Human studies for up to one year have not detected any clinically significant effects on the endocrine system. Hormones studied include testosterone, luteinizing hormone (LH), follicle stimulating hormone (FSH), sex hormone binding globulin (SHBG), dehydroepiandrosterone sulfate (DHEA-S), prolactin, cortisol, estradiol, insulin, aldosterone, parathormone, glucagon, thyroid stimulating hormone (TSH), triiodothyronine (T3), thyroxine (T4), and somatotropic hormone (STH). Lansoprazole in oral doses of 15 to 60 mg for up to one year had no clinically significant effect on sexual function. In addition, lansoprazole in oral doses of 15 to 60 mg for two to eight weeks had no clinically significant effect on thyroid function.
In 24-month carcinogenicity studies in Sprague-Dawley rats with daily lansoprazole dosages up to 150 mg/kg, proliferative changes in the Leydig cells of the testes, including benign neoplasm, were increased compared to control rates; these findings are rat specific.
No systemic effects of lansoprazole on the central nervous system, lymphoid, hematopoietic, renal, hepatic, cardiovascular or respiratory systems have been found in humans. Among 56 patients who had extensive baseline eye evaluations, no visual toxicity was observed after lansoprazole treatment (up to 180 mg/day) for up to 58 months.
A multicenter, double-blind, two-period placebo-controlled, pharmacodynamic study was conducted to assess the ability of PREVACID I.V. (lansoprazole for injection) for Injection to maintain gastric acid suppression in patients switched from the oral dosage form of lansoprazole to the intravenous dosage form. Erosive esophagitis patients (n=87; 18 to 78 years of age; 28 female; 69 Caucasian/non-Hispanic, 14 Hispanic, 3 African-American, and 1 Native American) received 30 mg of oral lansoprazole for 7 days in Period 1. Patients were then immediately switched to receive either 30 mg of intravenous lansoprazole or intravenous placebo (normal saline) for 7 days in Period 2. MAO and BAO were determined 21 hours following the last dose of oral medication and the last dose of intravenous administration. MAO was calculated from two hours of continuous collection of gastric contents following a subcutaneous injection of 6.0 µg/kg of pentagastrin. BAO was calculated from one hour of continuous collection of gastric contents.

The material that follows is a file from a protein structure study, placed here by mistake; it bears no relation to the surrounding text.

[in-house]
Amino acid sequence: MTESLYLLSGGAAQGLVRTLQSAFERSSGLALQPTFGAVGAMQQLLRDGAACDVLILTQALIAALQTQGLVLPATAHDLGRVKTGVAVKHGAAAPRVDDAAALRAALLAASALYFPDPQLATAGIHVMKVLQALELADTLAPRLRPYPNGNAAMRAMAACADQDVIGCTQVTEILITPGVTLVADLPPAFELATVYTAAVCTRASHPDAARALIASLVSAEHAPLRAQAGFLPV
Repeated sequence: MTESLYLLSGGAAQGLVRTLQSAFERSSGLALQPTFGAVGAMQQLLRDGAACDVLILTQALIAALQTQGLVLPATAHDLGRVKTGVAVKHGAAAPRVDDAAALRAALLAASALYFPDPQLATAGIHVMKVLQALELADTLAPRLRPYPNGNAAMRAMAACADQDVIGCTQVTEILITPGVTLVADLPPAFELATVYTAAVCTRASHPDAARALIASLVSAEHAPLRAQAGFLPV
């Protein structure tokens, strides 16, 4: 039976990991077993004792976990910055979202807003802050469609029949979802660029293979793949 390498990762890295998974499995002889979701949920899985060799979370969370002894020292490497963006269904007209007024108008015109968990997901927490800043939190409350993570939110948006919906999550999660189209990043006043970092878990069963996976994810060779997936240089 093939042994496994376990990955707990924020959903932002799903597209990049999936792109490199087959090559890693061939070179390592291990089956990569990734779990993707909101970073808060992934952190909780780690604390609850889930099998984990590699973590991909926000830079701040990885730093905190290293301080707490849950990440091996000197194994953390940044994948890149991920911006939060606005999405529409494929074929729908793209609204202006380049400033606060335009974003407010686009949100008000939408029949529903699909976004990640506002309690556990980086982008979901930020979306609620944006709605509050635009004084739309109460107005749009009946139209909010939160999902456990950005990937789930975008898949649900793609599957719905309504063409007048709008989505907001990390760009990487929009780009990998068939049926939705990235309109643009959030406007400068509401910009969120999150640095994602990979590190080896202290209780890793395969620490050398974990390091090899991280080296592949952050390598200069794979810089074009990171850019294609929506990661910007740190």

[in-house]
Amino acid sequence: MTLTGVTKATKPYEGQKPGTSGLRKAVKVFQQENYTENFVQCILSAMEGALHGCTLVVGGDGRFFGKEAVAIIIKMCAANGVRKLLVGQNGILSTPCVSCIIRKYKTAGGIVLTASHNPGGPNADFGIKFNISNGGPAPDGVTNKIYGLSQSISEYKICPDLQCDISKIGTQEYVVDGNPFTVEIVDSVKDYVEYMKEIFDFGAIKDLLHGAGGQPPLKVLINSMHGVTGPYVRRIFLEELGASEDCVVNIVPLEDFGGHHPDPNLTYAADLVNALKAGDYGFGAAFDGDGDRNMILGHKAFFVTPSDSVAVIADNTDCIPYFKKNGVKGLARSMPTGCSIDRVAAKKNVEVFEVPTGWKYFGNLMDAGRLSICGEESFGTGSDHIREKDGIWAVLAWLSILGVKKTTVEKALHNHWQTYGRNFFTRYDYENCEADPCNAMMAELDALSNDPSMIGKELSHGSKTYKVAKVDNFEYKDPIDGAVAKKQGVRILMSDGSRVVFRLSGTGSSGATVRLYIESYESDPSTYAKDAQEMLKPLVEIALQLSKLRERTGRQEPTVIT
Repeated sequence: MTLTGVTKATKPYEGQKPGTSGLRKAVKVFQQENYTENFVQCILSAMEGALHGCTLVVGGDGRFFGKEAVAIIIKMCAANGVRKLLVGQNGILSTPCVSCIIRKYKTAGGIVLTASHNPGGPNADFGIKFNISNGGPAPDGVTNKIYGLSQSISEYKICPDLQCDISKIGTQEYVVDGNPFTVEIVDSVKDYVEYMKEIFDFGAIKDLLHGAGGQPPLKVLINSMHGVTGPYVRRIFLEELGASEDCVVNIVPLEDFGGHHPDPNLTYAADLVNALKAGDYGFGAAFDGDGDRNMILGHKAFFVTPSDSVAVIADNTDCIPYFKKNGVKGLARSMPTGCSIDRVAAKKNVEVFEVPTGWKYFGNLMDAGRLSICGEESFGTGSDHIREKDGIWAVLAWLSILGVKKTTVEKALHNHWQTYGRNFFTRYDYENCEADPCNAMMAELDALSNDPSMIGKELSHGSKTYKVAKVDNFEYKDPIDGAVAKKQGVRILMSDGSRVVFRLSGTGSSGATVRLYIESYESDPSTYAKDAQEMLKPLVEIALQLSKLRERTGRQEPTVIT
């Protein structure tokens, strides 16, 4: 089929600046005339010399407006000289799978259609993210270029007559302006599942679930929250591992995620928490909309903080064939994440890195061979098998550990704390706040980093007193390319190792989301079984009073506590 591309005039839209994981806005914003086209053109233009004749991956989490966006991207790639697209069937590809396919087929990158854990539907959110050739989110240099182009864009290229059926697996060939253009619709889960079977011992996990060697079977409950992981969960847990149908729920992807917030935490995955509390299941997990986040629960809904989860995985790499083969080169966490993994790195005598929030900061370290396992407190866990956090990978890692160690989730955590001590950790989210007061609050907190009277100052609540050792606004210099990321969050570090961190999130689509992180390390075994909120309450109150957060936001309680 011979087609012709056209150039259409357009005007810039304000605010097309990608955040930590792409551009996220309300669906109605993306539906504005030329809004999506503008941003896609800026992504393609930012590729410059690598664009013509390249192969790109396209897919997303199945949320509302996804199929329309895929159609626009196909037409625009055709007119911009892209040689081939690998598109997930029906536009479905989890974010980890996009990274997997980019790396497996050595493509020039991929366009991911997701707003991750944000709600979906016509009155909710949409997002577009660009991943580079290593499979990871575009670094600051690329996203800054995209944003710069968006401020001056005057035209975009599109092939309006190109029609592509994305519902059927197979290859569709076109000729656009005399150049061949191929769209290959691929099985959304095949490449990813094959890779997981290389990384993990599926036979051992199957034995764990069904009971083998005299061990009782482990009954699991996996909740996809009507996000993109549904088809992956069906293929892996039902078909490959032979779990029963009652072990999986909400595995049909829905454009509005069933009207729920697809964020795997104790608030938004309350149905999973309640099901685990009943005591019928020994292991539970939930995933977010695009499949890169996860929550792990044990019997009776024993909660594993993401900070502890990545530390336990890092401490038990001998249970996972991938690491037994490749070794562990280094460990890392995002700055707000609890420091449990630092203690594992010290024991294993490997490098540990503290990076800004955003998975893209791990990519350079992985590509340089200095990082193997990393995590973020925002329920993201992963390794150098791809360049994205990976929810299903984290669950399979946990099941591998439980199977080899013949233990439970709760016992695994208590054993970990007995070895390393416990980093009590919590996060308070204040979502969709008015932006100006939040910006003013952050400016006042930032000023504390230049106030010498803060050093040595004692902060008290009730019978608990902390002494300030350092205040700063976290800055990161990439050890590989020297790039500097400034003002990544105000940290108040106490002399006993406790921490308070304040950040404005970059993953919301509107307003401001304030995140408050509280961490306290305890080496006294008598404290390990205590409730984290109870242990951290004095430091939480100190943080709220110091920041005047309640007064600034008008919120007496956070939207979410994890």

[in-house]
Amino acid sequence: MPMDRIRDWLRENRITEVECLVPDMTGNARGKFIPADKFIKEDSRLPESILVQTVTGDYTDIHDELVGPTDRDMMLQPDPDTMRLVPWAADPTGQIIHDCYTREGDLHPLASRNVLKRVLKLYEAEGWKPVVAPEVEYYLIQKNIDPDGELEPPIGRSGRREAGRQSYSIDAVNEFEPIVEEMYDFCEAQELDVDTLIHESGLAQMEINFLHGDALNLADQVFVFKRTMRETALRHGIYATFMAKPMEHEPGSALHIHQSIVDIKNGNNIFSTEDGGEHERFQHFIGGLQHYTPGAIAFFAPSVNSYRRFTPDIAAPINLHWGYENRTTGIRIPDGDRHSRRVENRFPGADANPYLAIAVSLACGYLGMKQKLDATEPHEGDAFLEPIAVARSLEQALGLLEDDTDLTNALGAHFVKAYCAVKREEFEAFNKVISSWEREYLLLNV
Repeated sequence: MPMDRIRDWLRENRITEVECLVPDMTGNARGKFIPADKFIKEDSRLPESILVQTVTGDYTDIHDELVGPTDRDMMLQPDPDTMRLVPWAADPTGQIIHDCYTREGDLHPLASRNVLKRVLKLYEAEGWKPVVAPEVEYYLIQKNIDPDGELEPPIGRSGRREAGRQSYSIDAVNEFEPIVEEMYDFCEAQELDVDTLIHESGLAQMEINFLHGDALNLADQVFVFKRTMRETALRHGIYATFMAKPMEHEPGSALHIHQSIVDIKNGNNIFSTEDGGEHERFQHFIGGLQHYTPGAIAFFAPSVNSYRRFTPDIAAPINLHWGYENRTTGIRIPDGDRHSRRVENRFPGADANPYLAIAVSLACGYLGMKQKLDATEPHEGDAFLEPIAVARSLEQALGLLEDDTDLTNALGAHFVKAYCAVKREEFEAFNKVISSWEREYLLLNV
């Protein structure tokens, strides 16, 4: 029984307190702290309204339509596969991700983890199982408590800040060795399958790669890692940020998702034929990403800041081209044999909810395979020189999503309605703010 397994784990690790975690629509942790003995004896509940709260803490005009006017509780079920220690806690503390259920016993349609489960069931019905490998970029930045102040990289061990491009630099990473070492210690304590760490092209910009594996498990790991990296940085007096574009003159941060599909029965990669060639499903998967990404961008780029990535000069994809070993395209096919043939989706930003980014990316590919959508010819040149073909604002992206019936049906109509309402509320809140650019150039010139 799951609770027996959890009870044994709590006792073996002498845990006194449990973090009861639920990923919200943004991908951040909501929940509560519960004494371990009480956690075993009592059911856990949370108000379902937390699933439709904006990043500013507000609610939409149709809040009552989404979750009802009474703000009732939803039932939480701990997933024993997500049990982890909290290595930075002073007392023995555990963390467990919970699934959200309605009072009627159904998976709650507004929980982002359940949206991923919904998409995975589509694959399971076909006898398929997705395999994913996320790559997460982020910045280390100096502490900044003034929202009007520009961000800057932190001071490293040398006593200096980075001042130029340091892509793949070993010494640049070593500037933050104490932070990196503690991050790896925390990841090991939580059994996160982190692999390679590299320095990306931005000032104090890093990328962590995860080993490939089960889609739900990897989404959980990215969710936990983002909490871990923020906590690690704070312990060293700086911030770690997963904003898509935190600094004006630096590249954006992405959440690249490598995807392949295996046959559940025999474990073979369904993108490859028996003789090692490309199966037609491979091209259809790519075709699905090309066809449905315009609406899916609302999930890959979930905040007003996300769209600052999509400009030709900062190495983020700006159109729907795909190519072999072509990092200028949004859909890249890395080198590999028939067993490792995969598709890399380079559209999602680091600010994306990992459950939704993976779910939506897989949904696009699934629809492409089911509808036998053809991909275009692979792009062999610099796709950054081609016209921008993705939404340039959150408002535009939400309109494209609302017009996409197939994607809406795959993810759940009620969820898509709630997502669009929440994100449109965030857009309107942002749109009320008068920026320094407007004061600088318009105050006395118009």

This study demonstrated that, after seven days of repeated oral administration followed by 7 days of intravenous administration, the oral and intravenous dosage forms of PREVACID were similar in their ability to suppress MAO and BAO in patients with erosive esophagitis (refer to Table 3). Also, patients receiving oral PREVACID, who were switched to intravenous placebo, experienced a significant increase in acid output within 48 hours of their last oral dose.
Table 3: Acid Output (mEq/h) in Erosive Esophagitis Patients
| PREVACID Oral
(last oral dose)
| PREVACID I.V.
(last I.V. dose)
| Placebo I.V.
(last I.V. dose)
| Maximum Acid Output
| Basal Acid Output
|*, ** Significantly different from PREVACID I.V. at p=0.005 and p< 0.001 levels, respectively|
Last reviewed on RxList: 11/21/2016
This monograph has been modified to include the generic and brand name in many instances.
Additional Prevacid I.V. Information
- Prevacid I.V. Drug Interactions Center: lansoprazole iv
- Prevacid I.V. Side Effects Center
- Prevacid I.V. Overview including Precautions
- Prevacid I.V. FDA Approved Prescribing Information including Dosage